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Battambang, Tbong Khmum courts to be finished this year

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The appeal court in Phnom Penh. Justice Ministry spokesman said the two regional courts in the east and west of the country would be finished ahead of schedule. Post Pix

Battambang, Tbong Khmum courts to be finished this year

The construction of two appeal courts in Battambang and Tbong Khmum provinces will be completed by the end of this year, a senior government official said on Tuesday.

Ministry of Justice spokesman Chin Malin said on Tuesday that the two regional courts in the east and west of the country would be finished ahead of schedule but more time was needed before they would be able to conduct hearings.

“What we need to do further includes the organisation of human resources, to find judges, prosecutors, court clerks and administration officials to work at these regional appeal courts. We also need to prepare legal provisions, so we need more time,” Malin said.

The government, he said, was footing the cost of the new courts.

On Tuesday, Be Tea Leng, the deputy director of the Ministry of Interior’s General Department of Prisons, said 1,050 prisoners held in the Kingdom’s jails, including 175 women, had appeals pending at the Appeal and Supreme courts.

He said in February that there were around 31,400 prisoners incarcerated across the country.

Malin said the government was creating the regional appeal courts to reduce the backlog of cases to be heard at Phnom Penh’s Appeal Court and to provide judicial services closer to people living outside the capital.

“They will also reduce overcrowding in prisons by way of speeding up trial procedures. When the trial procedure is quicker, it leads to quicker rulings and cases going onto the next step, such as pardons [from the King] for prisoners who had been rehabilitated."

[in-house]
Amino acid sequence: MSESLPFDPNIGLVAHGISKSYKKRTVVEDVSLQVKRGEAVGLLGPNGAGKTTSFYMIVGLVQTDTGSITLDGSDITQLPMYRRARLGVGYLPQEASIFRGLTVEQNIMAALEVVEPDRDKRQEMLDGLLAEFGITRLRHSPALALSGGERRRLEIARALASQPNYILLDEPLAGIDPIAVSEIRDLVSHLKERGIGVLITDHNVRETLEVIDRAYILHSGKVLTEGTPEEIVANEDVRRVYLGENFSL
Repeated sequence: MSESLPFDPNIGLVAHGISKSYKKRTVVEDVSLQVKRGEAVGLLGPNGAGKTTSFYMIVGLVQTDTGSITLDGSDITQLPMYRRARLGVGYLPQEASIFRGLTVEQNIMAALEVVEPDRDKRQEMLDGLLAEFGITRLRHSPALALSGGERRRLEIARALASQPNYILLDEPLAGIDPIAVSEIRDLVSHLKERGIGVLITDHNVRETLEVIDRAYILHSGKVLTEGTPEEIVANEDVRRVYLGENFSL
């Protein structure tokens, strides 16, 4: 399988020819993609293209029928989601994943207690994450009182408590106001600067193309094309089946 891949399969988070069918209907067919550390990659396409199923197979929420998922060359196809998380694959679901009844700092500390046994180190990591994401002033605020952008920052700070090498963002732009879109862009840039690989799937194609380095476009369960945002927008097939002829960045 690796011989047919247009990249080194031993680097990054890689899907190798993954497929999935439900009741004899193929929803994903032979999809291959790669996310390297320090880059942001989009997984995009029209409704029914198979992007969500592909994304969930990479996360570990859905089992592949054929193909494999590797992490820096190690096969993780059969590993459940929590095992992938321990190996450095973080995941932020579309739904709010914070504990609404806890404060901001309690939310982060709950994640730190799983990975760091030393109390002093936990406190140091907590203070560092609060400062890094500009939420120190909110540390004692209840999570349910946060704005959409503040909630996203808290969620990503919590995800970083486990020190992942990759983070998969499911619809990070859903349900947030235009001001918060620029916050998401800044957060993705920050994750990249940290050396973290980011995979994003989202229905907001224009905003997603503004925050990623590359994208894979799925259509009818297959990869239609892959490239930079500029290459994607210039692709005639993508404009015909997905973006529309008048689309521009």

“When we have quicker procedures, it could be that some cases do not require the convicted to serve a prison term and their sentences could be suspended. There could also be some cases where the court finds a person innocent and orders him released,” he said.

Rights group Adhoc spokesman Soeung Sen Karuna welcomed the establishment of the regional appeal courts and urged the government to quickly complete their construction and have them ready to hear cases.

He said only having a single appeal court in the capital to deal with cases across the country led to certain problems, including a backlog of cases leading to delays, possible violations of legal procedure and miscommunication regarding bringing the accused to their hearing in Phnom Penh.

“We want the Ministry of Justice to speed up the establishment of the appeal courts and have them operating as soon as possible so that potential abuses of the rights of the appellant can be avoided."

“We also want to see all appeal courts respond quickly to complaints. These should not be delayed or ignored,” he said.

Hun Seanghak, fair trial rights project coordinator at the Cambodia Centre for Human Rights (CCHR), said civil society groups also wished to see the regional appeal courts in operation.

He said the regional appeal courts would allow the appellant to be present at their hearing, which was one important element in a fair trial.

They would also reduce the time and money spent by families in getting to the Appeal Court in Phnom Penh and by the government in bringing appellants there.

He said he had also known of cases in which the appellant had not been brought to the Appeal Court, meaning the hearing had been delayed.


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